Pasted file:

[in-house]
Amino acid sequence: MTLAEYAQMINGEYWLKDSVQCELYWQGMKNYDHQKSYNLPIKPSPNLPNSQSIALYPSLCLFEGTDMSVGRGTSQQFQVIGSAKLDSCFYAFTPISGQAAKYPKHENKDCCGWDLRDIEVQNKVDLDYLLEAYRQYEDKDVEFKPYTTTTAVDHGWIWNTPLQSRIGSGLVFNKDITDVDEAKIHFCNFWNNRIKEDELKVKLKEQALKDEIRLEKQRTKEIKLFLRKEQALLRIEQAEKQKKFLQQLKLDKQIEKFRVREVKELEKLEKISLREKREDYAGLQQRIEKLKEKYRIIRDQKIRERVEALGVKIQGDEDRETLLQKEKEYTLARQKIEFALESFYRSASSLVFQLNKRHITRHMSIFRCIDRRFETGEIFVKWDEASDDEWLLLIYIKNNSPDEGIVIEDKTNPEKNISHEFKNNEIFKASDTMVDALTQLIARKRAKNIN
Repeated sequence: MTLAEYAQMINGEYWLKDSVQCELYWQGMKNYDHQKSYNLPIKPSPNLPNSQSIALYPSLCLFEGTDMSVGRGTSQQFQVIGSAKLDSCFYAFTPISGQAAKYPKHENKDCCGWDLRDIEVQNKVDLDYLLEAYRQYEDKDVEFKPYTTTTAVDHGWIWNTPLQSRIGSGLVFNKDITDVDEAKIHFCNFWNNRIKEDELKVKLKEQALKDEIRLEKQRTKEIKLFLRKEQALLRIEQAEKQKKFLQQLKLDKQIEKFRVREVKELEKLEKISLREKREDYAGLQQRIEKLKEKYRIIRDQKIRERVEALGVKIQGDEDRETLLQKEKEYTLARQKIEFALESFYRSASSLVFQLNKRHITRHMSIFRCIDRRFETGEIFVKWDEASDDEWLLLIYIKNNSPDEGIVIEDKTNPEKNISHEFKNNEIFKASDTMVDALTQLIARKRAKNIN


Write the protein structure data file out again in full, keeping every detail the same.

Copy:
[in-house]
Amino acid sequence: MTLAEYAQMINGEYWLKDSVQCELYWQGMKNYDHQKSYNLPIKPSPNLPNSQSIALYPSLCLFEGTDMSVGRGTSQQFQVIGSAKLDSCFYAFTPISGQAAKYPKHENKDCCGWDLRDIEVQNKVDLDYLLEAYRQYEDKDVEFKPYTTTTAVDHGWIWNTPLQSRIGSGLVFNKDITDVDEAKIHFCNFWNNRIKEDELKVKLKEQALKDEIRLEKQRTKEIKLFLRKEQALLRIEQAEKQKKFLQQLKLDKQIEKFRVREVKELEKLEKISLREKREDYAGLQQRIEKLKEKYRIIRDQKIRERVEALGVKIQGDEDRETLLQKEKEYTLARQKIEFALESFYRSASSLVFQLNKRHITRHMSIFRCIDRRFETGEIFVKWDEASDDEWLLLIYIKNNSPDEGIVIEDKTNPEKNISHEFKNNEIFKASDTMVDALTQLIARKRAKNIN
Repeated sequence: MTLAEYAQMINGEYWLKDSVQCELYWQGMKNYDHQKSYNLPIKPSPNLPNSQSIALYPSLCLFEGTDMSVGRGTSQQFQVIGSAKLDSCFYAFTPISGQAAKYPKHENKDCCGWDLRDIEVQNKVDLDYLLEAYRQYEDKDVEFKPYTTTTAVDHGWIWNTPLQSRIGSGLVFNKDITDVDEAKIHFCNFWNNRIKEDELKVKLKEQALKDEIRLEKQRTKEIKLFLRKEQALLRIEQAEKQKKFLQQLKLDKQIEKFRVREVKELEKLEKISLREKREDYAGLQQRIEKLKEKYRIIRDQKIRERVEALGVKIQGDEDRETLLQKEKEYTLARQKIEFALESFYRSASSLVFQLNKRHITRHMSIFRCIDRRFETGEIFVKWDEASDDEWLLLIYIKNNSPDEGIVIEDKTNPEKNISHEFKNNEIFKASDTMVDALTQLIARKRAKNIN